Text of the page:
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Math Help - Annihilator Operators and higher than second order results for aux equation

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    Annihilator Operators and higher than second order results for aux equation

    Hello,

    I am solving a DE by the Annihilator method.

    I know that if you have a solution for the auxillary repeated then you must add an (x) before the next constant.

    i.e. (D-1)^2 would be c1e^x + xc2e^x.

    However, what if I had D^3? or (D+1)^3? Judging by what happens in a square, I am guessing I am integrating? But I am unsure.

    So would it be  c1e^-x + xc2e^-x + ((x^2)/2)c3e^-x?


    What do you think?
    Last edited by eingeist; February 26th 2010 at 02:19 PM.
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  2. #2
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    Quote Originally Posted by eingeist View Post
    Hello,

    I am solving a DE by the Annihilator method.

    I know that if you have a solution for the auxillary repeated then you must add an (x) before the next constant.

    i.e. (D-1)^2 would be c1e^x + xc2e^x.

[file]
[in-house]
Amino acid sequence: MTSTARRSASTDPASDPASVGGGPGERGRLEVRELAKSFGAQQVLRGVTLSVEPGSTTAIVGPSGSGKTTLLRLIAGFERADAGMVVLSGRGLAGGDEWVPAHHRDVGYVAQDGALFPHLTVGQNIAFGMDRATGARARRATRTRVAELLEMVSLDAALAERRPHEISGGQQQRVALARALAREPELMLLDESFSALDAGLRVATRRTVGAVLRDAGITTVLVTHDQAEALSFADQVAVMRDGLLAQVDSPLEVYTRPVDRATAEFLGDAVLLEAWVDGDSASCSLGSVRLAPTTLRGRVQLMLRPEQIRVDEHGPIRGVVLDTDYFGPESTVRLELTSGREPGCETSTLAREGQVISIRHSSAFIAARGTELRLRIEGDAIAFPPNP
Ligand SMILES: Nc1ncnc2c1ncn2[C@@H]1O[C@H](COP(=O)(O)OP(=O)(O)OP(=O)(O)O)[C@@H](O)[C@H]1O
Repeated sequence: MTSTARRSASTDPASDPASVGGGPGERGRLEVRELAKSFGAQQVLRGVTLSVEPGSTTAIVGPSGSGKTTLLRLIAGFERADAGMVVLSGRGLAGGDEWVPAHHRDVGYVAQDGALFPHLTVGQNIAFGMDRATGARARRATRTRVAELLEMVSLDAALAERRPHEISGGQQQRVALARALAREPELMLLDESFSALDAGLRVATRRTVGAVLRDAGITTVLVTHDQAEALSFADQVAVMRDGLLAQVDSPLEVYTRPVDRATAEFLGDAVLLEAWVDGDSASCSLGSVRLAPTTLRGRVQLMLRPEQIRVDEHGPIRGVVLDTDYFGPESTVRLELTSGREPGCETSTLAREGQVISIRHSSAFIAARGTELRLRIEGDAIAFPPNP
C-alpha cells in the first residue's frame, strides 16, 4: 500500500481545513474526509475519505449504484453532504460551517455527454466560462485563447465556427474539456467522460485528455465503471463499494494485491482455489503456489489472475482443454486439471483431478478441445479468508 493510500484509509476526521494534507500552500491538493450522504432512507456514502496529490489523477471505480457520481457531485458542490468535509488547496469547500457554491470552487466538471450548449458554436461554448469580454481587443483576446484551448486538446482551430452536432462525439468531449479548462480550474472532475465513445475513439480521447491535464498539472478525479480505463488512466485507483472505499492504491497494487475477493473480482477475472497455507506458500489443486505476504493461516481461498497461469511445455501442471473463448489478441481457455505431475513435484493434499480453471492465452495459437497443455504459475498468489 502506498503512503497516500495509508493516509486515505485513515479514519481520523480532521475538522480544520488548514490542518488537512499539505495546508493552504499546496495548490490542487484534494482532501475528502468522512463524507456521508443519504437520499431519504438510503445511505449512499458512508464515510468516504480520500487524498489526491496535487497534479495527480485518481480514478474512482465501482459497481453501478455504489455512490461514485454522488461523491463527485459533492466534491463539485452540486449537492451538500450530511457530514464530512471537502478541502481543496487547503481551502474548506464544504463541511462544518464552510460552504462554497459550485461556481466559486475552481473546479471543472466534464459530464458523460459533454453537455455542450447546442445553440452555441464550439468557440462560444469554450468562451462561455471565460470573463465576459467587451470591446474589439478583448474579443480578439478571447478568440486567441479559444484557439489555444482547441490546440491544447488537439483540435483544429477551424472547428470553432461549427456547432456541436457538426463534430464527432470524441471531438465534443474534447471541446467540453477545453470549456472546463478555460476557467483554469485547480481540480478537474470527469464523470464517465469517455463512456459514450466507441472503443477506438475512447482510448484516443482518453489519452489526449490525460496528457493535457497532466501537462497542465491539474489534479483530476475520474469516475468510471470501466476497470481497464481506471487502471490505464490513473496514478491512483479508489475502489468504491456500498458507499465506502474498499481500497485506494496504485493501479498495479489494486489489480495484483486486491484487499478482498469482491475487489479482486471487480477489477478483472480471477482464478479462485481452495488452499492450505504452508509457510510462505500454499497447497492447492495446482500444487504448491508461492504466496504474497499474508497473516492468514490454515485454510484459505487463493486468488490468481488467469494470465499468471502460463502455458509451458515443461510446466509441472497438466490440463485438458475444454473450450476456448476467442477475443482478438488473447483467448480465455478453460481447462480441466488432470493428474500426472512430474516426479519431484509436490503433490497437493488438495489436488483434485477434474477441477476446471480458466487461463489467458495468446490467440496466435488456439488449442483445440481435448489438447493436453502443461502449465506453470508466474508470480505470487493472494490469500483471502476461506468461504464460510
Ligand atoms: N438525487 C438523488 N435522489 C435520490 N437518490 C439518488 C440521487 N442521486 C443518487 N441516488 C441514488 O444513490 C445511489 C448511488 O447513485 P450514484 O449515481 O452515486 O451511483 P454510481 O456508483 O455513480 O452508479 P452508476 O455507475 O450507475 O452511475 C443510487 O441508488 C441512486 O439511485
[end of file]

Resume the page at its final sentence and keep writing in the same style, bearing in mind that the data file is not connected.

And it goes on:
However, what if I had D^3? or (D+1)^3? Judging by what happens in a square, I am guessing I am integrating? But I am unsure.

    So would it be  c1e^-x + xc2e^-x + )(x^2)/2)c3e^-x?


    What do you think?
    Actually for (D+1)^3 you would get y=c_1e^{-t}+c_2te^{-t}+c_3t^2e^{-t}

    One way to derive this is to use reduction of order.

    In general If you have (D+1)^n=c_1e^{-t}+c_2te^{-t}+...c_nt^{n-1}e^{-t}

    By taking the Wronskian you can see that these are linearly independant.
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  3. #3
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    read  csub1 , csub2, etc. where I have c1 and c2.. I'm just learning the code...

    edit: well, still learning. can't figure out subscripts
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  4. #4
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    The original equation is:

     y^{II} + 5y^I + 6y = 2-3x+4e^{-x}

    Shouldn't I be able to use  D^2+5D+6 , Factor:

     (D+2)(D+3) and use annihilators on the right side and add them to the left:

     (D-1) D^2 D

    So I would have (D-1)D^2D(D+2)(D+3) = 0

    See my problem? I have repeated D three times. So

    <br />
y=c_1e^{-3x} + c_2e^{-2x} + c_3 + xc_4 + ?
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